A man from the United Kingdom who refused the Covid-19 vaccination over concerns that it had been tested on animals died earlier this month.
Mr Glynn Steel, 54, from Worcestershire, thought he simply had a cold when he was feeling poorly last month.
He tested positive for Covid-19 on Oct 27.
“He was a very gentle soul, he was a vegan and didn’t want the Covid vaccine because it was tested on animals,” his wife, Emma, is quoted in the Daily Mail as saying.
Mr Steel, who had six rescue cats and dogs in his house, was known to be a devoted animal lover. He had read that Pfizer-BioNTech, Moderna, and Johnson & Johnson, pharmaceutical companies that produce Covid-19 vaccines, normally test their vaccines on animals.
Medicines are required by law “to be tested on animals,” according to the Medicines & Healthcare products Regulatory Agency.
“Regarding the question concerning animal testing in general, by law new medicines are required to be tested on animals before they can advance to phase testing on human volunteers in clinical trials,” the agency’s Customer Service Centre said, in response to a freedom of information request on animal studies performed on Covid-19 vaccines.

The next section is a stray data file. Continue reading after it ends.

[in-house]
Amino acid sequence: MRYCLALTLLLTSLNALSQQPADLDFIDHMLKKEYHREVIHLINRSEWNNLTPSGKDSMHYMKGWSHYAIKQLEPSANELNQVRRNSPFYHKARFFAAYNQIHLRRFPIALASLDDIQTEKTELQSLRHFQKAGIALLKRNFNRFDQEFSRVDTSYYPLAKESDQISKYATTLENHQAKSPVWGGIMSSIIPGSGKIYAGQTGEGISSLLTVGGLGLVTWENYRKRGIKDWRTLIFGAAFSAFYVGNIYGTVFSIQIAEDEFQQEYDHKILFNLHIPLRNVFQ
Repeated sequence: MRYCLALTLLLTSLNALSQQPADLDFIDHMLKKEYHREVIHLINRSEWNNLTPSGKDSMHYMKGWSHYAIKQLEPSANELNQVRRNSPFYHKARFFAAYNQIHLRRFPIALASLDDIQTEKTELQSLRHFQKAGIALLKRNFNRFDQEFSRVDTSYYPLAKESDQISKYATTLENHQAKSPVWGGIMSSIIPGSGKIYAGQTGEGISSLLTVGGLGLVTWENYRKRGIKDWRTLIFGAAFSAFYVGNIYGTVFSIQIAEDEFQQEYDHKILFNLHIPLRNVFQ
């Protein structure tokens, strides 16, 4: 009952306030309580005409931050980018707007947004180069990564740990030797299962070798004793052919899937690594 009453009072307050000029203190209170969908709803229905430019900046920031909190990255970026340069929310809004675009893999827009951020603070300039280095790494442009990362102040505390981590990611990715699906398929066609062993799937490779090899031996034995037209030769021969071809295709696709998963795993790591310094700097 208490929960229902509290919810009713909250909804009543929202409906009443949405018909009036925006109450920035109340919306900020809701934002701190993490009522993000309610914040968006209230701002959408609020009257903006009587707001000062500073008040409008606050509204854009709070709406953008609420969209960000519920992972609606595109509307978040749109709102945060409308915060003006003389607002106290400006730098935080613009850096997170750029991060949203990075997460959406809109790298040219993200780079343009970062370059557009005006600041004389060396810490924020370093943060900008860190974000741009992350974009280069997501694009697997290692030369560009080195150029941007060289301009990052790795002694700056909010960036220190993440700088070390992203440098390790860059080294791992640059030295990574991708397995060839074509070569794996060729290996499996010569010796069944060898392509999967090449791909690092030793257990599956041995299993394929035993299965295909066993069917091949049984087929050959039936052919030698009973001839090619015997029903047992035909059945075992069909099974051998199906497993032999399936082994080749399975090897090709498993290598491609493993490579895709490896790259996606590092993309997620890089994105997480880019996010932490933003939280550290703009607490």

Mr Steel ended up spending two weeks in a hospital’s intensive care unit.
And toward the end of his life, while he begged the nurses to be jabbed with a Covid-19 vaccine, it was too late.
His condition quickly worsened after he was confirmed positive for Covid last month, partly because of his age.
Mr Steel fell unconscious and his wife, who is fully vaccinated and encourages everyone to get the jabs, drove him to the hospital herself, as there were no available ambulances.
His last words were, “I have never felt so ill, I wish I’d had the vaccine,” his wife said.
She is heartbroken to be now facing “an empty future alone.”
“I’ve been crying myself into a dehydration every night, and letting the tears flow like a river in the morning and waking up in the night crying.
It’s having to tell people that loved him that they will never see him again, and seeing that pain in them. I’m used to trying to make people laugh, not cry.” /TISG